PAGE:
I like supporting local garden clubs rather than the giant Home Depot mass-produced plant department, and usually find a couple of interesting plants that I’ll manage to let wither in the sun by season’s end. I’m looking at you, lamium of cheerful yellow blooms.
I end up at the Driftwood Garden Club of Marblehead (say it with a heavy Down East accent, dahling) where plants are plentiful, artfully arranged, signs separate the annuals from the perennials, and hoards of helpful ladies who lunch are ready to answer questions about the best light and soil for the fanciest plants in Marblehead.
“I can’t believe they’re selling loosestrife,” a man tells me, clutching a bunch of pots. “It’s illegal because it’s invasive. Oh, this isn’t the illegal type,” he decides. I move away from him and the contagious plant.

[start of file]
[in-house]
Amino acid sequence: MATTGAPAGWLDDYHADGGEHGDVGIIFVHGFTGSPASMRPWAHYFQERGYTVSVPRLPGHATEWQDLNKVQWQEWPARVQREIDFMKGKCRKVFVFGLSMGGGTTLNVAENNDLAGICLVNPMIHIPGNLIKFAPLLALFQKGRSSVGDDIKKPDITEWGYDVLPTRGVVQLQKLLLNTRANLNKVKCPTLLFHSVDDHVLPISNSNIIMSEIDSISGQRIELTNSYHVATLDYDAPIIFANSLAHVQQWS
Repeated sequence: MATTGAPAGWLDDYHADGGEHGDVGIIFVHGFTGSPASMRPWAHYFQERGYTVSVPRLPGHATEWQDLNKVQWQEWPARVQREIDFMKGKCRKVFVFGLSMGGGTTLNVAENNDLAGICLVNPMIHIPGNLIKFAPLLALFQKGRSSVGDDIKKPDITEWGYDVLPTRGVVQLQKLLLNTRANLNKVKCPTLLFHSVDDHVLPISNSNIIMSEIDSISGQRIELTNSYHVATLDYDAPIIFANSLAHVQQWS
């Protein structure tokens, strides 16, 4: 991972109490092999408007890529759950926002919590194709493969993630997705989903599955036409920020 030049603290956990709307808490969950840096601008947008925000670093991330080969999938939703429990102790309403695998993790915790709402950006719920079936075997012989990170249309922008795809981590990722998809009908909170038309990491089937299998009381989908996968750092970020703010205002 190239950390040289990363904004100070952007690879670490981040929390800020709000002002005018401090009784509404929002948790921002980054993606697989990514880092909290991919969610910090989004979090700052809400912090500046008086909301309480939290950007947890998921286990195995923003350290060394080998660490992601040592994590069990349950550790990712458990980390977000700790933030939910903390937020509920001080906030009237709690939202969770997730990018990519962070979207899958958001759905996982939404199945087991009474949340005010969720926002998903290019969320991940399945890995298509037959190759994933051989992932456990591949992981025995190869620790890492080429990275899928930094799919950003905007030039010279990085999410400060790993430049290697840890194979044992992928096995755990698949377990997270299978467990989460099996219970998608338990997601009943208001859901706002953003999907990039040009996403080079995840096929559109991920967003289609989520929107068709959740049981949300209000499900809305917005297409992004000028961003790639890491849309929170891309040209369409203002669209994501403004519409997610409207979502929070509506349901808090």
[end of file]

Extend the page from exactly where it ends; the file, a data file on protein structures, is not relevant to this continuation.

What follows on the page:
Couples line cardboard boxes with their selections and $50, $60, $80 is exchanged. I have a heart-to-heart with myself (You’ll kill them. Don’t overdo it.) and buy some violets and the lamium, which a woman tells me nearly glows in the dark. I keep forgetting to venture out at night to see if it’s true.
On my way home, I stop at another plant sale in the more middle-class Salem. In a small church hallway, there’s a variety of greens–nothing in bloom yet–and admit it’s a bit of a sad scene after the fauna of the garden club in the neighboring town. I buy something because I feel bad, but for a dollar, it will probably outlive us all.
Also, these petite pink English daisies are now my favorite flower.